Clients may ask you about calories or how to “tone,” but how often do they ask questions about bone health and osteoporosis? If clients aren’t asking these questions, they should: 54 million adult Americans are at risk of breaking a bone (NOF 2019a). You probably already know that people who have osteoporosis should do weight-bearing exercises to slow the degradation and ease the effects. However, most people are given no more explanation than that. You may be in a position to offer answers to some of your clients’ questions.
In another clinical trial examining the impact of time of day on training effects, researchers found that cycling at moderate intensity for 45 minutes three times per week in the evening decreased clinical and ambulatory blood pressure in 50 middle-aged sedentary men with hypertension more than either morning training or stretching (the control group).
The time of day your male clients train may affect their appetite and performance.
People with osteoarthritis who walk briskly as little as 1 hour per week can significantly increase their odds of remaining functionally independent. Northwestern University researchers in Chicago examined more than 4 years of data from more than 1,500 adults—age 49 or older—who had arthritis but no disability. Their activity levels varied. Activity data analysis showed that people who did 1 hour of moderate-to-vigorous activity per week had a higher probability of remaining free from disability than those who exercised less.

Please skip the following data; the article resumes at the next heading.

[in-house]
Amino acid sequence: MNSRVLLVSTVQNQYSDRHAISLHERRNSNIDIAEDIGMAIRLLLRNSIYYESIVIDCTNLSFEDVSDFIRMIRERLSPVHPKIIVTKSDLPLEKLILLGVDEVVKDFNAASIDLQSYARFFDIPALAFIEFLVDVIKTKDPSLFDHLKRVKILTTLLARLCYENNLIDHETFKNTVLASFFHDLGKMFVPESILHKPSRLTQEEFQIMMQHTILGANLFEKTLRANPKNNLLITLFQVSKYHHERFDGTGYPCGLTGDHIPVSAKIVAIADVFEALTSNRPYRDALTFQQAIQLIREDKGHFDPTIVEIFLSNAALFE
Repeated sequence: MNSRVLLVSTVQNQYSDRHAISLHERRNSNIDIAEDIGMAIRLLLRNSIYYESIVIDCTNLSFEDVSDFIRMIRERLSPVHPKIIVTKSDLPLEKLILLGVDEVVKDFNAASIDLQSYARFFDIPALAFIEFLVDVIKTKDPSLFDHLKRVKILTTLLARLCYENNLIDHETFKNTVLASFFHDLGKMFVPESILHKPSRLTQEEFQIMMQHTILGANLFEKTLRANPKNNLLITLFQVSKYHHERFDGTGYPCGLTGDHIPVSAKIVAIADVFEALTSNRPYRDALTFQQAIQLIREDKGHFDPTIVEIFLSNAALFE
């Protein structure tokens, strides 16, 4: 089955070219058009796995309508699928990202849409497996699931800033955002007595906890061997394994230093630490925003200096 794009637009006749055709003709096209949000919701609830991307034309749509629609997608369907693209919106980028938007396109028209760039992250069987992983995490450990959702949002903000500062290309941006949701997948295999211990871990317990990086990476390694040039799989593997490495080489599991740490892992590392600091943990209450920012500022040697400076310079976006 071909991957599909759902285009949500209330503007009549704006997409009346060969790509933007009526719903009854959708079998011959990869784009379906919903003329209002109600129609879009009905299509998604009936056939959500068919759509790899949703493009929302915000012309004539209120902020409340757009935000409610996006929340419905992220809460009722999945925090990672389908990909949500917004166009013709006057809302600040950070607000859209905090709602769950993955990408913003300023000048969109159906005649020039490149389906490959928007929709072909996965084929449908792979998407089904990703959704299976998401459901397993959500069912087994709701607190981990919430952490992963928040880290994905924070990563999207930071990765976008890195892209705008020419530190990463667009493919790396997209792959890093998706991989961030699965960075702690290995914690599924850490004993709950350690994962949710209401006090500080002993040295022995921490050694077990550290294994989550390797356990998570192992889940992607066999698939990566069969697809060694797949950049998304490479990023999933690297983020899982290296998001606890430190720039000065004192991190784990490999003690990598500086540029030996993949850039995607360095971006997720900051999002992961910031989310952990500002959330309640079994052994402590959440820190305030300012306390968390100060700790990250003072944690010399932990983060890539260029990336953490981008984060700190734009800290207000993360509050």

For maintaining functional ability—and potentially even for living longer—growing research
supports the benefits of power training, particularly as we age. Power is the ability to move weight with speed and to generate force and velocity with coordinated movement.
Keeping physically active or becoming more active during middle and older age is associated with a lower risk of death, regardless of past activity levels or existing health conditions, suggests a large United Kingdom study published in the June 26 issue of The BMJ.
Many older adults could benefit from dropping a few pounds of body fat. With weight loss, though, there are often reductions in bone strength and lean body mass, thereby raising the risk of mobility issues and injury from falls. New research shows that a diet tweak might help older people retain their muscle while simultaneously scaling down their body fat.
Great news for healthy older adults who may not be able to weight-train more than once a week. For 65- to 75-year-old men and women, supervised whole-body resistance training once weekly for 6 months led to significantly less inflammation, lower blood pressure and blood sugar levels, and better overall well-being.
CLIENT: Brenda Badish
PERSONAL TRAINER: Kelly Fletcher
LOCATION: KFit Studios, Brighton, Michigan
Brenda Badish had almost given up hope that she could regain her health. “I figured I was a few weeks away from pushing up the daisies,” she says.